Judy Chicago – Immolation
Dimensions: 48 x 48″ finished size / 48 x 48″ unframed
Medium: ChromaLuxe metal print on aluminum
Edition: 2/3, 2 APs
Judy Chicago’s “Immolation” was created in 1972 and is still as powerful an image as it was at that time. Flash Art Magazine used the image on its January 2019 cover, stating ” Judy Chicago’s Immolation (1972) from her “Women and Smoke” series (1968–74) counts among those Chicago made before taking up the central core imagery that constitutes her landmark 1974–79 work The Dinner Party, with which she is often narrowly identified. On the occasion of “Judy Chicago: A Reckoning,” a major survey opening at the Institute of Contemporary Art, Miami, (in)December, (2019), Flash Art invited Géraldine Gourbe, Viki D. Thompson Wylder, William J. Simmons, and Stephanie Seidel to reflect on Chicago’s practice and legacy. This special dossier seeks to supplement the artist’s popular recognition with a plurality of critical voices.”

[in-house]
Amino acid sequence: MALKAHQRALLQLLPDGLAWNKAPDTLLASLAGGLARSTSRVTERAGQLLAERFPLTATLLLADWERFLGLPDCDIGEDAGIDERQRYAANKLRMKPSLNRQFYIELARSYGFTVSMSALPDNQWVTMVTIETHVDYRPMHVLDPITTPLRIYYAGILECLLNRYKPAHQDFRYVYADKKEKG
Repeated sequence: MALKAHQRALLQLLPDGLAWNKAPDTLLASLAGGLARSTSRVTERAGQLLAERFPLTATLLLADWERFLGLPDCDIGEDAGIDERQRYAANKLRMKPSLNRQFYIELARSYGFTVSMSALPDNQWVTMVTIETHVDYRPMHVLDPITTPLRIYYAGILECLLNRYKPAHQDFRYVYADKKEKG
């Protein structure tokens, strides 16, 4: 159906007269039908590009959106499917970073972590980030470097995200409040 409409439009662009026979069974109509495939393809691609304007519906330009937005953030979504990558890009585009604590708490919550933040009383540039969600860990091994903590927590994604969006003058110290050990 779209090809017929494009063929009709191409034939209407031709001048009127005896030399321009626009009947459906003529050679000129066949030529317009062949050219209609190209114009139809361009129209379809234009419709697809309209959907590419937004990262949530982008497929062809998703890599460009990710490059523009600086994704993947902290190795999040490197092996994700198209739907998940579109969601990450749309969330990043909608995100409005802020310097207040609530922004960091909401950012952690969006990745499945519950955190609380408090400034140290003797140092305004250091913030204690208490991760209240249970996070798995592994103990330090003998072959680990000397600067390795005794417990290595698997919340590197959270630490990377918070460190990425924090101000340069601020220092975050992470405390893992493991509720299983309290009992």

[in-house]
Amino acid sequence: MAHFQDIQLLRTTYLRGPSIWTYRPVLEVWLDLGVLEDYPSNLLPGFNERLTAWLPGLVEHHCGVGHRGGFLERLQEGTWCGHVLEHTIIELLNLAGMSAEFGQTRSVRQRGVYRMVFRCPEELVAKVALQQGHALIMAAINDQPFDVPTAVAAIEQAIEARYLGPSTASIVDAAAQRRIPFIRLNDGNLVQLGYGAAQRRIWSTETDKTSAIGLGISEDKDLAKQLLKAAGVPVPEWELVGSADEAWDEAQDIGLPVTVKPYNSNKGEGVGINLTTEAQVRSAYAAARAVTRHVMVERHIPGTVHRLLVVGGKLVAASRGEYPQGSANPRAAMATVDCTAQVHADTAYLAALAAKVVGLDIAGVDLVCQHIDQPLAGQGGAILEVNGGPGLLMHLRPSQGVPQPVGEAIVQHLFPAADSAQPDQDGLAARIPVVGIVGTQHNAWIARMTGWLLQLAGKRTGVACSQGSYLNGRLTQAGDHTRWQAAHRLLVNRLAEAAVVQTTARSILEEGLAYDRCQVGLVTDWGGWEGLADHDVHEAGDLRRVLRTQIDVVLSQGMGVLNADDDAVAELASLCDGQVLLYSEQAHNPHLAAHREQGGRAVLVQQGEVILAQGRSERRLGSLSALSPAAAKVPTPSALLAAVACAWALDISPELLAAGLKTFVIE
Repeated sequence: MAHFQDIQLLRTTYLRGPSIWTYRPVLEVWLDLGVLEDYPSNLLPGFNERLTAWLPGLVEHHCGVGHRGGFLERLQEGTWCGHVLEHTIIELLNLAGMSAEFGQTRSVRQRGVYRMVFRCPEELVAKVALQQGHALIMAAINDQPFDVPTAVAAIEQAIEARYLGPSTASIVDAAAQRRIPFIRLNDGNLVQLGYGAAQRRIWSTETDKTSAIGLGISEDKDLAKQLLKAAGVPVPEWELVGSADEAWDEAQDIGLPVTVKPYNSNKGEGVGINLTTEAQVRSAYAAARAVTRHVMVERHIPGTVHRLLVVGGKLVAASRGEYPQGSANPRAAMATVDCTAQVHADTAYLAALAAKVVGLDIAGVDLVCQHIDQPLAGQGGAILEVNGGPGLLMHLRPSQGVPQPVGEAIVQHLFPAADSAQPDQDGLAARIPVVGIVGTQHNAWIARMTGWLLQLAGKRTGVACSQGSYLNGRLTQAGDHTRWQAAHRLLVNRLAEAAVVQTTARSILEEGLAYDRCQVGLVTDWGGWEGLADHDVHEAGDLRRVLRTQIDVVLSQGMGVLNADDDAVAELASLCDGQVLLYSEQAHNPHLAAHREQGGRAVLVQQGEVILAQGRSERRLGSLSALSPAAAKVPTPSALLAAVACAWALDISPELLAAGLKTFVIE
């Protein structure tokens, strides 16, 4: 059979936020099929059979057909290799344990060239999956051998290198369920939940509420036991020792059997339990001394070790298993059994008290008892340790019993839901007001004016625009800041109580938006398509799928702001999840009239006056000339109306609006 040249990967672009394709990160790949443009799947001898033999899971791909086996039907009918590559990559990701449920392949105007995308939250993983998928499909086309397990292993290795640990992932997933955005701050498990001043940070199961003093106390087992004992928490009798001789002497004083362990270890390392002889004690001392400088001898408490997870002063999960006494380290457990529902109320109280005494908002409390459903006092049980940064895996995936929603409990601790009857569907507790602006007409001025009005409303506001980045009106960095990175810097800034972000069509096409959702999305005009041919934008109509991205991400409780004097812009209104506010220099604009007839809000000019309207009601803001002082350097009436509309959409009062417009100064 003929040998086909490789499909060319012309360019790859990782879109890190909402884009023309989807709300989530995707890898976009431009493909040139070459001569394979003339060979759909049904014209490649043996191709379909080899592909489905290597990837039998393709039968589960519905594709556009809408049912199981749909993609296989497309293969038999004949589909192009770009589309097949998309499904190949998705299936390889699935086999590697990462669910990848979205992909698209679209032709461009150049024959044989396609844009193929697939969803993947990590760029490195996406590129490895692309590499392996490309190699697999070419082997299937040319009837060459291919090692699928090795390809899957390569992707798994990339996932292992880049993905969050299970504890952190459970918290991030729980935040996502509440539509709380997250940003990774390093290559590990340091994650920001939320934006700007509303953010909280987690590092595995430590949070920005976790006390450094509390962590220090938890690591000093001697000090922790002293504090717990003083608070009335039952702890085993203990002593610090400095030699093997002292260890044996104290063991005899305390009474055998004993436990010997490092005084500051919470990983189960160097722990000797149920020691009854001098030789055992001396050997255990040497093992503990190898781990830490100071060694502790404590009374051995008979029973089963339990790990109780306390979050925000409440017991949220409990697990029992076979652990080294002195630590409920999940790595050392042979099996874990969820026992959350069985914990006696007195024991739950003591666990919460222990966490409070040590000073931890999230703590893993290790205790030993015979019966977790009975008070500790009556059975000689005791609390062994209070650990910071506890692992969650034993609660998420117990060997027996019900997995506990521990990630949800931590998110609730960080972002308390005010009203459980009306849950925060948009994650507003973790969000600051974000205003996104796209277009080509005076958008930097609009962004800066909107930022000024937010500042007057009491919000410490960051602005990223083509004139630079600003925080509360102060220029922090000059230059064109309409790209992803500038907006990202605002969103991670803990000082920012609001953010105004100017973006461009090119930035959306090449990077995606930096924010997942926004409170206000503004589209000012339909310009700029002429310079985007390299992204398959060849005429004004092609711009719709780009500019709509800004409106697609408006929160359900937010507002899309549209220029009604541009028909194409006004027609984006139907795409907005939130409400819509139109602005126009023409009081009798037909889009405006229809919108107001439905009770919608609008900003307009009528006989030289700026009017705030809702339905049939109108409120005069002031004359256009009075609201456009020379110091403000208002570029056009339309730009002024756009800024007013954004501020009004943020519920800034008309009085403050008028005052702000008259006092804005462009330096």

Immolation is from Chicago’s “Atmospheres” series of performative, land-based art. In this series, Chicago attempts to “feminize the landscape” by using soft, colored smoke, rather than by harming the landscape by defacing it, as male artists were doing at in their early earth-based works. Her title, Immolation, refers to the Indian practice of sati, in which a woman sets herself on fire on her husband’s funeral pyre.